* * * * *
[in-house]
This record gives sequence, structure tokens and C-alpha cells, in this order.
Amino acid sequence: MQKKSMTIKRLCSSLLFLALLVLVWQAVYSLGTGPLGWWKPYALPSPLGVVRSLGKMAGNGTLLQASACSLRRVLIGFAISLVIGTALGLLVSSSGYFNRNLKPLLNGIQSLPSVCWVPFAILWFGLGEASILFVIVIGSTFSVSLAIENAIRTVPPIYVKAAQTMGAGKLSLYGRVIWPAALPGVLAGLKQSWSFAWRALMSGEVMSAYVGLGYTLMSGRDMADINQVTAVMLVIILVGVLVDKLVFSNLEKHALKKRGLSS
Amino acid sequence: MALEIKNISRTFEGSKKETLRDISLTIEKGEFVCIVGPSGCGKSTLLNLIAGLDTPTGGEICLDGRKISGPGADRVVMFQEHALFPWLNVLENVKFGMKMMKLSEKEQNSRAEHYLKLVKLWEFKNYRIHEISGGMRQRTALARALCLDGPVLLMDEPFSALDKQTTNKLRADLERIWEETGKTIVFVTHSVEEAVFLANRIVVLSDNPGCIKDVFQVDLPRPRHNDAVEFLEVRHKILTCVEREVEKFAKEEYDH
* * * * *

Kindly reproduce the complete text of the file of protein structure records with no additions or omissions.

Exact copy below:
[in-house]
This record gives sequence, structure tokens and C-alpha cells, in this order.
Amino acid sequence: MQKKSMTIKRLCSSLLFLALLVLVWQAVYSLGTGPLGWWKPYALPSPLGVVRSLGKMAGNGTLLQASACSLRRVLIGFAISLVIGTALGLLVSSSGYFNRNLKPLLNGIQSLPSVCWVPFAILWFGLGEASILFVIVIGSTFSVSLAIENAIRTVPPIYVKAAQTMGAGKLSLYGRVIWPAALPGVLAGLKQSWSFAWRALMSGEVMSAYVGLGYTLMSGRDMADINQVTAVMLVIILVGVLVDKLVFSNLEKHALKKRGLSS
Amino acid sequence: MALEIKNISRTFEGSKKETLRDISLTIEKGEFVCIVGPSGCGKSTLLNLIAGLDTPTGGEICLDGRKISGPGADRVVMFQEHALFPWLNVLENVKFGMKMMKLSEKEQNSRAEHYLKLVKLWEFKNYRIHEISGGMRQRTALARALCLDGPVLLMDEPFSALDKQTTNKLRADLERIWEETGKTIVFVTHSVEEAVFLANRIVVLSDNPGCIKDVFQVDLPRPRHNDAVEFLEVRHKILTCVEREVEKFAKEEYDH